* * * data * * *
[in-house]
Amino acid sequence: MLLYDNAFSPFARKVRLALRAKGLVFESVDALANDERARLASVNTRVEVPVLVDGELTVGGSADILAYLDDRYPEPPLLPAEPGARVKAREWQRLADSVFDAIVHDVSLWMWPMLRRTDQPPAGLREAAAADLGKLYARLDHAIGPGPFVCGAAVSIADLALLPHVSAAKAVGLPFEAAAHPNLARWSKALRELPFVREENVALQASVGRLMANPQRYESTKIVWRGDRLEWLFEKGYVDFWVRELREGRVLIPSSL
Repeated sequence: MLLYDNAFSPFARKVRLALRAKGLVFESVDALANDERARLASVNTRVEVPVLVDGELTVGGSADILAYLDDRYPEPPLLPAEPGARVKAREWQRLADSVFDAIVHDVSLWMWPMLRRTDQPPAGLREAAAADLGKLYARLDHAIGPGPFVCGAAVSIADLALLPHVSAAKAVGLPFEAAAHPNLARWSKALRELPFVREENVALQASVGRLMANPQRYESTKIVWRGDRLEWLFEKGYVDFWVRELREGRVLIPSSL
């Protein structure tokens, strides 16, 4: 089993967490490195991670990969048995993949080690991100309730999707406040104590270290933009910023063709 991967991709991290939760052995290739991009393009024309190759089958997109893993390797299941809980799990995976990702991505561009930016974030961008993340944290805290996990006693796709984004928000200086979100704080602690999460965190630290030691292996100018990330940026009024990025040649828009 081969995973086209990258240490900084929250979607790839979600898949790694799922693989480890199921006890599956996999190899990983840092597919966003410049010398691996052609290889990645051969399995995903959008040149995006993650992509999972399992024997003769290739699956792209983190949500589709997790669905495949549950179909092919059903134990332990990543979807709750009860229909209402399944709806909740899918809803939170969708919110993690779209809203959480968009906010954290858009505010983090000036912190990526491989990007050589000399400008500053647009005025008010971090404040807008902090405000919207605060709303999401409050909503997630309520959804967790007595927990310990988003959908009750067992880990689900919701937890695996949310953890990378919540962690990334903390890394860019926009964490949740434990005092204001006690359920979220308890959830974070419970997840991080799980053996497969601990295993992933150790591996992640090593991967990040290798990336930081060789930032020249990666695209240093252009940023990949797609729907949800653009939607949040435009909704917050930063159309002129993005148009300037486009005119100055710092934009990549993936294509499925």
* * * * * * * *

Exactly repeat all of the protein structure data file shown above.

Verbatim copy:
[in-house]
Amino acid sequence: MLLYDNAFSPFARKVRLALRAKGLVFESVDALANDERARLASVNTRVEVPVLVDGELTVGGSADILAYLDDRYPEPPLLPAEPGARVKAREWQRLADSVFDAIVHDVSLWMWPMLRRTDQPPAGLREAAAADLGKLYARLDHAIGPGPFVCGAAVSIADLALLPHVSAAKAVGLPFEAAAHPNLARWSKALRELPFVREENVALQASVGRLMANPQRYESTKIVWRGDRLEWLFEKGYVDFWVRELREGRVLIPSSL
Repeated sequence: MLLYDNAFSPFARKVRLALRAKGLVFESVDALANDERARLASVNTRVEVPVLVDGELTVGGSADILAYLDDRYPEPPLLPAEPGARVKAREWQRLADSVFDAIVHDVSLWMWPMLRRTDQPPAGLREAAAADLGKLYARLDHAIGPGPFVCGAAVSIADLALLPHVSAAKAVGLPFEAAAHPNLARWSKALRELPFVREENVALQASVGRLMANPQRYESTKIVWRGDRLEWLFEKGYVDFWVRELREGRVLIPSSL
């Protein structure tokens, strides 16, 4: 089993967490490195991670990969048995993949080690991100309730999707406040104590270290933009910023063709 991967991709991290939760052995290739991009393009024309190759089958997109893993390797299941809980799990995976990702991505561009930016974030961008993340944290805290996990006693796709984004928000200086979100704080602690999460965190630290030691292996100018990330940026009024990025040649828009 081969995973086209990258240490900084929250979607790839979600898949790694799922693989480890199921006890599956996999190899990983840092597919966003410049010398691996052609290889990645051969399995995903959008040149995006993650992509999972399992024997003769290739699956792209983190949500589709997790669905495949549950179909092919059903134990332990990543979807709750009860229909209402399944709806909740899918809803939170969708919110993690779209809203959480968009906010954290858009505010983090000036912190990526491989990007050589000399400008500053647009005025008010971090404040807008902090405000919207605060709303999401409050909503997630309520959804967790007595927990310990988003959908009750067992880990689900919701937890695996949310953890990378919540962690990334903390890394860019926009964490949740434990005092204001006690359920979220308890959830974070419970997840991080799980053996497969601990295993992933150790591996992640090593991967990040290798990336930081060789930032020249990666695209240093252009940023990949797609729907949800653009939607949040435009909704917050930063159309002129993005148009300037486009005119100055710092934009990549993936294509499925």